The original 1835 edition reflects the Ukrainian context of the story. In response to critics who called his The Government Inspector "anti-Russian", and under pressure from the Russian government that considered Taras Bulba too Ukrainian, Gogol decided to revise the book.[citation needed] The 1842 edition was expanded by three chapters and rewritten to include Russian nationalist themes in keeping with the official tsarist ideology at the time, as well as the author's changing political and aesthetic views (later manifested in Dead Souls and Selected Passages from Correspondence with his Friends). The changes included three new chapters and a new ending (in the 1835 edition, the protagonist is not burned at the stake by the Poles). The little-known original edition was only translated into Ukrainian and made available to the Ukrainian audience in 2005.[3][4]

Ethnic depictions[edit]

Depiction of Jews[edit]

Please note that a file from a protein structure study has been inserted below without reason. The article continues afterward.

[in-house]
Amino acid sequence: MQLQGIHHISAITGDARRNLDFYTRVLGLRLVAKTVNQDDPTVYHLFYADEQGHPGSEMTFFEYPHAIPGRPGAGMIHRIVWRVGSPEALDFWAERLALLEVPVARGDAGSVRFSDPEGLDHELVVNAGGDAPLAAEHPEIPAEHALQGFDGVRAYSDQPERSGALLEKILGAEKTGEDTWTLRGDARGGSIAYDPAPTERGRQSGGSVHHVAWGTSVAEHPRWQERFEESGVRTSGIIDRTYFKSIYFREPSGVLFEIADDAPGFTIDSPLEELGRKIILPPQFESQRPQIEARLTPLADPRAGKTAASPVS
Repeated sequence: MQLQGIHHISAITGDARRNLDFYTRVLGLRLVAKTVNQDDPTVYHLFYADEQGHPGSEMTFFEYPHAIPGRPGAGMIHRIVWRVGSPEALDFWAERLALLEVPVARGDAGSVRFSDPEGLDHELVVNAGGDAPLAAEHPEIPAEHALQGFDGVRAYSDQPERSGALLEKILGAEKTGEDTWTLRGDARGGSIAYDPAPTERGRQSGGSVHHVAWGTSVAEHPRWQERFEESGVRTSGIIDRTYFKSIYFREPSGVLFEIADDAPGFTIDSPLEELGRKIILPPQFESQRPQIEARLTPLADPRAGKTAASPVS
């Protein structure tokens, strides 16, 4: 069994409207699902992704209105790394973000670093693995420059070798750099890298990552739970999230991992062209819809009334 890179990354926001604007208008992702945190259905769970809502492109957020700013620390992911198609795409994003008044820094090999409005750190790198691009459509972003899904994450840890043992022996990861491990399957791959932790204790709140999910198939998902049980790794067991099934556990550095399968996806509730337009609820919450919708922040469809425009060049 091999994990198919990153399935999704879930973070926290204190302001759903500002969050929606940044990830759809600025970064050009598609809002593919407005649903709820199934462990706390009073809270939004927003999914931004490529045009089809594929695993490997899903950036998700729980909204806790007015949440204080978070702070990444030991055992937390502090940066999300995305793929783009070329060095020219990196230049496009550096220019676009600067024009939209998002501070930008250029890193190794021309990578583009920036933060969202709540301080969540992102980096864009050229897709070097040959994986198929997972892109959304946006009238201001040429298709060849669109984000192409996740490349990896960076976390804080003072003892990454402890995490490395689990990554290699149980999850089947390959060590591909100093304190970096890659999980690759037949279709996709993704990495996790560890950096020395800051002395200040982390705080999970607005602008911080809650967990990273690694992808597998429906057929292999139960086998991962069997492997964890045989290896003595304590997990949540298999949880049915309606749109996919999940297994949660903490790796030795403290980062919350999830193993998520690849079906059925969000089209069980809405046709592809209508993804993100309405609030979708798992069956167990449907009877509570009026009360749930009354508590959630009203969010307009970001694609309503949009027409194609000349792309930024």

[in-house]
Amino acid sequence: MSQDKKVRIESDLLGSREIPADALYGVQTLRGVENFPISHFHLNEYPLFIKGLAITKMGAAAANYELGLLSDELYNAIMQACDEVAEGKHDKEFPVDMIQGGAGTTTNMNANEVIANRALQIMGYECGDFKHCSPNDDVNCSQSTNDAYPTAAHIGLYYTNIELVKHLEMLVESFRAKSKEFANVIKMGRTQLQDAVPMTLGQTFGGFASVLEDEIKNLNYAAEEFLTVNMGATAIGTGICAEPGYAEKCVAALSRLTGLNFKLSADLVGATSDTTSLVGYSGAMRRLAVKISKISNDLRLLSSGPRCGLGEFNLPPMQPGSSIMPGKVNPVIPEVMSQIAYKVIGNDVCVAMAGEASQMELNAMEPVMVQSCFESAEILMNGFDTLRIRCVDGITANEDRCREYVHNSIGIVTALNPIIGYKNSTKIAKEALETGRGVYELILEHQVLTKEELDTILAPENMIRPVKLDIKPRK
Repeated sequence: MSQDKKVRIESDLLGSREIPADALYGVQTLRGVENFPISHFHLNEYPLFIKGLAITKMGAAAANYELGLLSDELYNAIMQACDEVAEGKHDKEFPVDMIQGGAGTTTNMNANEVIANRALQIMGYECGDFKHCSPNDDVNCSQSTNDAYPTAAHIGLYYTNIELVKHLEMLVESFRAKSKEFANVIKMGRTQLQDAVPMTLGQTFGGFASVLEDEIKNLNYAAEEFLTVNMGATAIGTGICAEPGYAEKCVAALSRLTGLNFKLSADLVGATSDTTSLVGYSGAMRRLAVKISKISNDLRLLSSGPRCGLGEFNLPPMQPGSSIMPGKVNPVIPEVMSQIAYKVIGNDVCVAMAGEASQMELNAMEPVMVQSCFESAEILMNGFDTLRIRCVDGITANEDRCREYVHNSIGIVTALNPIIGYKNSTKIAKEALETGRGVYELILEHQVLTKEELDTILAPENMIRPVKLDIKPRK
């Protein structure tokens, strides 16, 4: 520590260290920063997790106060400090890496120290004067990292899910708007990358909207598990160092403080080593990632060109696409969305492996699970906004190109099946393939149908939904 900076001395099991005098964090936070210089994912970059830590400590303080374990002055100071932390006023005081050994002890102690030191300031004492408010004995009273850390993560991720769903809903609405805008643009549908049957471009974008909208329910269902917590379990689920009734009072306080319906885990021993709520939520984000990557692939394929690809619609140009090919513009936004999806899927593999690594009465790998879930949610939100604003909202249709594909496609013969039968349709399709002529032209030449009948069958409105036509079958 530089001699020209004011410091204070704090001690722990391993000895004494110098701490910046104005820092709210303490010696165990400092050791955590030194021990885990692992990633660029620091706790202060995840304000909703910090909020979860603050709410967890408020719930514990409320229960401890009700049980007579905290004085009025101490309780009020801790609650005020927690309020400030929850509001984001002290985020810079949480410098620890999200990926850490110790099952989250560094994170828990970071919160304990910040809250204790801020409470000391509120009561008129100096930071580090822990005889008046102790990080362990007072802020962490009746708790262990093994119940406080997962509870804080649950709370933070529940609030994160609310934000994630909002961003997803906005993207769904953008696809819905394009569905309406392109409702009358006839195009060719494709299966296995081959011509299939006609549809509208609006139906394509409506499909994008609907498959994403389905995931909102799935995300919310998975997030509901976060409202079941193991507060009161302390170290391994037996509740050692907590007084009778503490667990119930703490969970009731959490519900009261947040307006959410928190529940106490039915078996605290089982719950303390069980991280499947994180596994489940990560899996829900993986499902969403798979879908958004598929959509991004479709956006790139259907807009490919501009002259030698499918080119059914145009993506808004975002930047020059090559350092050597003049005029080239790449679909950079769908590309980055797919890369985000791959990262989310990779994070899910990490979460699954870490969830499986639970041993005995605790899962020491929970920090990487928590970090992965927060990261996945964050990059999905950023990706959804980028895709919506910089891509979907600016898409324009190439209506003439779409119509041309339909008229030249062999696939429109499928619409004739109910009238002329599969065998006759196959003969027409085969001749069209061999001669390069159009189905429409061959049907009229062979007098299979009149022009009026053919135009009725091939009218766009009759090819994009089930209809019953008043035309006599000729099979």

Felix Dreizin and David Guaspari in their The Russian Soul and the Jew: Essays in Literary Ethnocentrism discuss anti-semitism, pointing out Gogol's attachment to "anti-Jewish prejudices prevalent in Russian and Ukrainian culture".[5] In Léon Poliakov's The History of Antisemitism, the author states that "The 'Yankel' from Taras Bulba indeed became the archetypal Jew in Russian literature. Gogol painted him as supremely exploitative, cowardly, and repulsive, albeit capable of gratitude. But it seems perfectly natural in the story that he and his cohorts be drowned in the Dnieper by the Cossack lords. Above all, Yankel is ridiculous, and the image of the plucked chicken that Gogol used has made the rounds of great Russian authors."[6] However, the famous brutality of the Cossack Khmelnytsky Uprising preceded Gogol's lifetime by about 200 years and in Taras Bulba, as in Gogol's work generally, his treatment of the Jews is realistic[citation needed] and sometimes sympathetic, as in the closing lines of "The Tale of How Ivan Ivanovich Quarreled with Ivan Nikiforovich". In Yiddish, that character in "The Two Ivans" is referred to as a "balagoola: a well known character in Yiddish literature". There is a scene in Taras Bulba where Jews are thrown into a river, a scene where Taras Bulba visits the Jews and seeks their aid, and reference by the narrator of the story that Jews are treated inhumanely.[7]